Behold the Lamb of God who takes away the sins of the world (John 1:29) John saw from a distant what Jesus would accomplish through his death on the cross — our redemption from bondage to sin and death and our adoption as sons and daughers of God and citizens of the kingdom of heaven.
John the Baptist bridges the Old and New Testaments. He is the last of the Old Testament prophets who point the way to the Messiah. He is the first of the New Testament witnesses and martyrs. He is the herald who prepares the way for Jesus the Messiah. Jesus confirms that John has fulfilled the promise that Elijah would return to herald the coming of the Messiah (Malachi
4:5). Jesus declares that John is nothing less that the great herald whose privilege it was to announce the coming of the Messiah. Jesus equates the coming of his kingdom with violence. John himself suffered violence for announcing that the kingdom of God was near. He was thrown into prison and then beheaded. Since John’s martyrdom to the present times the kingdom of heaven has suffered violence and persecution at the hands of violent men. The blood of the martyrs throughout the ages bear witness to this fact. The martyrs witness to the truth — the truth of Jesus Christ and his saving plan for the world. Their testimony and death prove victory rather than defeat for the kingdom of God. Through Christ’s victory on the cross they obtain the glorious crown of victory and everlasting life with Christ. Are you ready to witness to Christ and to suffer violence if necessary for his sake?
Why did John, while in prison, send his disciples to question Jesus? John wanted them to hear and see firsthand from the Messiah himself before John would meet his fate, martyrdom at the hands of King Herod. Jesus says that his miracles and message about the kingdom or reign of God are proof enough for John and his disciples to recognize as the fulfilment of Isaiah’s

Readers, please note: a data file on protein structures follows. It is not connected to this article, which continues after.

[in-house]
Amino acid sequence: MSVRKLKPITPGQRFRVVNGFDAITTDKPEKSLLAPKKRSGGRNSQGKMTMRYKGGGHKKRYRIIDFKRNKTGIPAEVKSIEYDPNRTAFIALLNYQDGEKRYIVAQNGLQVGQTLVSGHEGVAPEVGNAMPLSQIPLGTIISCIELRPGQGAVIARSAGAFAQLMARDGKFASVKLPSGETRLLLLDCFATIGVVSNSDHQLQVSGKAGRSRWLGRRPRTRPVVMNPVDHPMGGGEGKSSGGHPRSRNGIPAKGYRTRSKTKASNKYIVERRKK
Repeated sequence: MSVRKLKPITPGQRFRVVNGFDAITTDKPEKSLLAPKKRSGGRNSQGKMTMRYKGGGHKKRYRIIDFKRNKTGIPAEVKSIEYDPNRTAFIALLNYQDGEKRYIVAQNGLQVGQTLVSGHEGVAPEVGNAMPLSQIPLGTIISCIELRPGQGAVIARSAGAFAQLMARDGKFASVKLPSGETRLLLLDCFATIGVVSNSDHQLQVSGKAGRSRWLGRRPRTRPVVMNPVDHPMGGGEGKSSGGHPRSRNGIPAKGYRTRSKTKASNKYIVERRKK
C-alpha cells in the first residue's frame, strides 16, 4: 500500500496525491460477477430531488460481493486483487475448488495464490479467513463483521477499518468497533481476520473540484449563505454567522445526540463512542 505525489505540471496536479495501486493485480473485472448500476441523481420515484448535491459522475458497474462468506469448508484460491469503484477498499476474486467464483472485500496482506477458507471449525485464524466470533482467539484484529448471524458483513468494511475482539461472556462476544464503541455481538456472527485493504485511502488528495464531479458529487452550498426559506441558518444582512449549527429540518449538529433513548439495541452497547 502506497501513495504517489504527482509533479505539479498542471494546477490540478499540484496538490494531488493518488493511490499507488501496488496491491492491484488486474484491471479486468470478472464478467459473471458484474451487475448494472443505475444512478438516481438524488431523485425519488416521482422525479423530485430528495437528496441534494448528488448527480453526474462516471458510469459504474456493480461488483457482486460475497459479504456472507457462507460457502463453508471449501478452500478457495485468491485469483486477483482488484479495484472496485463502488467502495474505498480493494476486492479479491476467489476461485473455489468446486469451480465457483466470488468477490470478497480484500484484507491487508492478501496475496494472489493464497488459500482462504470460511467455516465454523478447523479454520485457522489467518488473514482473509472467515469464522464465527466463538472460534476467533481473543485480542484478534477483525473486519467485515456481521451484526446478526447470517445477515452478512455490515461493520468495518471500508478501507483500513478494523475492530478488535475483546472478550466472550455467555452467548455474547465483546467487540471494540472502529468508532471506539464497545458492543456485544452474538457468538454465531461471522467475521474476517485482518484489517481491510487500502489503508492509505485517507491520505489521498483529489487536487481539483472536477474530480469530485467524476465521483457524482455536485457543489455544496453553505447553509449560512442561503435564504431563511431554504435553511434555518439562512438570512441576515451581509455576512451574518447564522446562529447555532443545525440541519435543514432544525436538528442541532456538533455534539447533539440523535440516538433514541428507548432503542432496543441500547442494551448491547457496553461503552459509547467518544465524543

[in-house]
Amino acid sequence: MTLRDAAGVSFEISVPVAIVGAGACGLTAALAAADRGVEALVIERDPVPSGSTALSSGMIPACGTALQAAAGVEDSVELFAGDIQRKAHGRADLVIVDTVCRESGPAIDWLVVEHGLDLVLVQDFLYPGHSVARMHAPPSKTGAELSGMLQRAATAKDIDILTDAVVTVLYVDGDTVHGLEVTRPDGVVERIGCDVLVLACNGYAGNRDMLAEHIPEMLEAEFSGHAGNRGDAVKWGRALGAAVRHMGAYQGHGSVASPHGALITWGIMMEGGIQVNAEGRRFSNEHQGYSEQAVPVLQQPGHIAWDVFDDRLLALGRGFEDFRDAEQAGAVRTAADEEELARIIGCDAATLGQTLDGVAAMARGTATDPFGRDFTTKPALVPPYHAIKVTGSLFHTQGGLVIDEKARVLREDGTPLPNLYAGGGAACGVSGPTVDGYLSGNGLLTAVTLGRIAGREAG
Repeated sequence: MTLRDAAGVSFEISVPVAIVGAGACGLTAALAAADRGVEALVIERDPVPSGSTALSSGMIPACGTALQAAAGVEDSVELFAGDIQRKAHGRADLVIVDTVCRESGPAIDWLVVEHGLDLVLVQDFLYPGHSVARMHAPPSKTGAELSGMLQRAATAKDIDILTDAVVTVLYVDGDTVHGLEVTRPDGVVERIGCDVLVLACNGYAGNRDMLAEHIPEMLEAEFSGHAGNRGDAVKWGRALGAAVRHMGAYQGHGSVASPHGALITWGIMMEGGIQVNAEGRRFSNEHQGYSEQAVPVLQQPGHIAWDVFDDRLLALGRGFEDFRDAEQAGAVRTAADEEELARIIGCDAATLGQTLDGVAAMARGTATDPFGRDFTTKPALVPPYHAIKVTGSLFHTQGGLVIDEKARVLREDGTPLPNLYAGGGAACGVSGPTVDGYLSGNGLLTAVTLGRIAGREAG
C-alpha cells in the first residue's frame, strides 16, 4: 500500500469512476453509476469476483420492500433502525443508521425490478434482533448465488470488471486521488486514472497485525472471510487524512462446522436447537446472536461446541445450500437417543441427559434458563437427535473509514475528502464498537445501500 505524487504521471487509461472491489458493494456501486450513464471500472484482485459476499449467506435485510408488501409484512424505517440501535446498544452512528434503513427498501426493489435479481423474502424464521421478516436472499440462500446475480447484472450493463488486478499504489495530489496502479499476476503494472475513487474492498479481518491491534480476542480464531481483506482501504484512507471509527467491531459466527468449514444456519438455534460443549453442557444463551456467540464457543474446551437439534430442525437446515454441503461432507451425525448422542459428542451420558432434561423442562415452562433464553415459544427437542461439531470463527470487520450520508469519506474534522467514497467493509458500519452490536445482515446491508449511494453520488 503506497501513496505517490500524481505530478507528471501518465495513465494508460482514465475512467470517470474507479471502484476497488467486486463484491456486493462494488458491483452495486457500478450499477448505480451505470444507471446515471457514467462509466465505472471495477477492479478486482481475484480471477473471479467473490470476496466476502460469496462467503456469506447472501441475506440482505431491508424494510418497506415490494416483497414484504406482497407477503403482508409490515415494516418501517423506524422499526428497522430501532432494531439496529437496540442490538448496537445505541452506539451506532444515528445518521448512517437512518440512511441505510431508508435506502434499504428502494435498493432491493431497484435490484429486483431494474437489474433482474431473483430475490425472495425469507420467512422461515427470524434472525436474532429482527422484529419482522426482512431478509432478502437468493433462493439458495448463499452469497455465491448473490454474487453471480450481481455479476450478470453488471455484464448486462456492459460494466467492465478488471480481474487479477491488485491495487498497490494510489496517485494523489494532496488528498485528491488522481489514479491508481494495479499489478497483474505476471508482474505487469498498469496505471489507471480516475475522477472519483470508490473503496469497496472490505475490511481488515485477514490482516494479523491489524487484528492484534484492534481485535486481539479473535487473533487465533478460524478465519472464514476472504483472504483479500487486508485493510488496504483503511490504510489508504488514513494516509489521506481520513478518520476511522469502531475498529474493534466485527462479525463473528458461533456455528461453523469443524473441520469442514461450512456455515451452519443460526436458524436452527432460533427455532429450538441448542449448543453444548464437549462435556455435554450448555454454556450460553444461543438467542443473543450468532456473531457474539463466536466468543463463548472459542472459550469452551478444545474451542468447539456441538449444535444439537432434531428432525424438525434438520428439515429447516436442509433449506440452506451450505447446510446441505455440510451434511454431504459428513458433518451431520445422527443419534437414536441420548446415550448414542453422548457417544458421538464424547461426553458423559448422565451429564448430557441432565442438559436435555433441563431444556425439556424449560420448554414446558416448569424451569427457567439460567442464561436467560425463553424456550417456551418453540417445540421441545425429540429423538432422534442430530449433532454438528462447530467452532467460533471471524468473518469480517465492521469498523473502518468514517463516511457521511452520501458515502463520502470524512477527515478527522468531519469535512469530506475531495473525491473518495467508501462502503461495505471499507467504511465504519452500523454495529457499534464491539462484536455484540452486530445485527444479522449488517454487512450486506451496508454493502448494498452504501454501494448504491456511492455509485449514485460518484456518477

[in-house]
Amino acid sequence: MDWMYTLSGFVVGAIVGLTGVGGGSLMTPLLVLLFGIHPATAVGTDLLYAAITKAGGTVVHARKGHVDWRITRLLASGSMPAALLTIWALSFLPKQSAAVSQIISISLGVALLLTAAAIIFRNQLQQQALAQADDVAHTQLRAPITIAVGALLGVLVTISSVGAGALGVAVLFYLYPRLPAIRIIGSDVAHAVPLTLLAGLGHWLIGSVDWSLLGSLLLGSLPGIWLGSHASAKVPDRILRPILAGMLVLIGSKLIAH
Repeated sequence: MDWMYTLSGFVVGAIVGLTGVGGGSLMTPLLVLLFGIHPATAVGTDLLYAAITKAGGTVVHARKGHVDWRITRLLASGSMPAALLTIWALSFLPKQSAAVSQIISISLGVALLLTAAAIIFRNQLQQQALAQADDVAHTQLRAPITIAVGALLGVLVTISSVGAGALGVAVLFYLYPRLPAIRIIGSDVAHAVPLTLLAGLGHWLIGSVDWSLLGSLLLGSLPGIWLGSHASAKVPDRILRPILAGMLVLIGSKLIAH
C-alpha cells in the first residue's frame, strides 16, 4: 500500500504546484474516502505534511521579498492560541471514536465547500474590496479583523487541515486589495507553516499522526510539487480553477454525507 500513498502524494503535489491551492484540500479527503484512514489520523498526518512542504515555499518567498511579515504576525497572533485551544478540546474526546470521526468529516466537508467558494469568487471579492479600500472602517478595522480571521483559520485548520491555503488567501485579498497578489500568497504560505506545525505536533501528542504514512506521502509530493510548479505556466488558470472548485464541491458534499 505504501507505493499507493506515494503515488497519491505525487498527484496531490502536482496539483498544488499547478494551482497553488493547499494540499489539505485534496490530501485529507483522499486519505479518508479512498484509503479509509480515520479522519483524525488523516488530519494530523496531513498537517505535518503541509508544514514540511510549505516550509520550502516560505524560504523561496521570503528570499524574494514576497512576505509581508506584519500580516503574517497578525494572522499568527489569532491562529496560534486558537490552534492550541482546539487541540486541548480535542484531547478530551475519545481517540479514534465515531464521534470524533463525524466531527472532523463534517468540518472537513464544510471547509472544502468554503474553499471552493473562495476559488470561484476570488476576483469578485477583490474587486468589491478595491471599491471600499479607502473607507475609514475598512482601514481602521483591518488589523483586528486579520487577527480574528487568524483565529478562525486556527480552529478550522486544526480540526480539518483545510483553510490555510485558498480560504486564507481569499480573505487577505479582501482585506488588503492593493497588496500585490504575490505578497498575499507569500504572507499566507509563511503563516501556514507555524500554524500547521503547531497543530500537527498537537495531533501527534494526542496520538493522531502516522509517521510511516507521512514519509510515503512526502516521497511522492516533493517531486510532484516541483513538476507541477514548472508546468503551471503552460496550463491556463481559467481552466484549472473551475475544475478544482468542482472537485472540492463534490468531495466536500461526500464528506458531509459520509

prophecy foretelling the signs and wonders which the Messiah would perform (see Isaiah 35). Jesus in his characteristic fashion also returned one question with another. What do you see in John the Baptist? And why does Jesus contrast John with a reed? Unlike a reed which is spineless and can be bruised easily, John stands as a pillar of truth which no demonic force can
overtake because his heart is set on God and burns with the fire of God’s truth and love. Someone who is tepid — careless, half-hearted, and lukewarm — is easily swayed by whatever hits his or her fancy. If our heart is not filled with the love of God easily grows cold and our faith wanes. If the heart feels emptied of God it seeks to fill the void with other things, which not being God, cannot bring true satisfaction. If we want to be like John the Baptist, then we must set our heart, mind, soul, and strength on one thing, and one thing only — the Lord Jesus Christ and his kingdom of everlasting peace, joy, and righteousness.
There is no room for compromise. We are either for Jesus and his kingdom or against it. We either give him our full allegiance and submission or we hold on to the reigns of running life as we want it to go.
“Lord, stir my zeal for your righteousness and for your kingdom. Free me from complacency and from compromising with the ways of sin and worldliness that I may be wholeheartedly devoted to you and to your kingdom.”